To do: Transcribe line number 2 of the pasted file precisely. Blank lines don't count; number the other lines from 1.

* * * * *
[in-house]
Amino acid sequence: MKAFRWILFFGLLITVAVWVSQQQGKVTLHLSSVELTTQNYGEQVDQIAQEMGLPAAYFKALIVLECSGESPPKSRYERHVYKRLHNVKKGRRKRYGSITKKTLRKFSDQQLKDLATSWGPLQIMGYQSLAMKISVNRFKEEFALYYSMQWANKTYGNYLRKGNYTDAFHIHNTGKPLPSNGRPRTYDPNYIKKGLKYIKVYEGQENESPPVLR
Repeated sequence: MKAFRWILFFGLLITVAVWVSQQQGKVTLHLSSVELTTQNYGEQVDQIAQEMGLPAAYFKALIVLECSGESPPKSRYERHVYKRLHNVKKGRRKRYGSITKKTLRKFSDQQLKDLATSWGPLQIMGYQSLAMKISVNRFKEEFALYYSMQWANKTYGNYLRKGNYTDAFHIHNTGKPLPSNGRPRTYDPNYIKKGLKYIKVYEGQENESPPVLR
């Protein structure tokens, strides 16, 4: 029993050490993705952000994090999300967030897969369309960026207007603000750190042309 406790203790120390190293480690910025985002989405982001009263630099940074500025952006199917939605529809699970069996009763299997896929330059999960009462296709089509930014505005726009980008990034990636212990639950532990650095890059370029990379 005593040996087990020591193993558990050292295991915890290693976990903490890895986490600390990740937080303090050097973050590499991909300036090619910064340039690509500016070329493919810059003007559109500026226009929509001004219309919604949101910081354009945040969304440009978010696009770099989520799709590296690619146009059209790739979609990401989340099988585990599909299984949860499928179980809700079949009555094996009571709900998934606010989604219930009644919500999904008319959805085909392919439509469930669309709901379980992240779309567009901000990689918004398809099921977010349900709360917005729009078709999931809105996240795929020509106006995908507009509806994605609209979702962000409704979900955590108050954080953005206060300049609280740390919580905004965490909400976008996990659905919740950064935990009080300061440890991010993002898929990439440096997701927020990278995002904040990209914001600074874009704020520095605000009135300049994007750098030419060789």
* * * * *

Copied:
Amino acid sequence: MKAFRWILFFGLLITVAVWVSQQQGKVTLHLSSVELTTQNYGEQVDQIAQEMGLPAAYFKALIVLECSGESPPKSRYERHVYKRLHNVKKGRRKRYGSITKKTLRKFSDQQLKDLATSWGPLQIMGYQSLAMKISVNRFKEEFALYYSMQWANKTYGNYLRKGNYTDAFHIHNTGKPLPSNGRPRTYDPNYIKKGLKYIKVYEGQENESPPVLR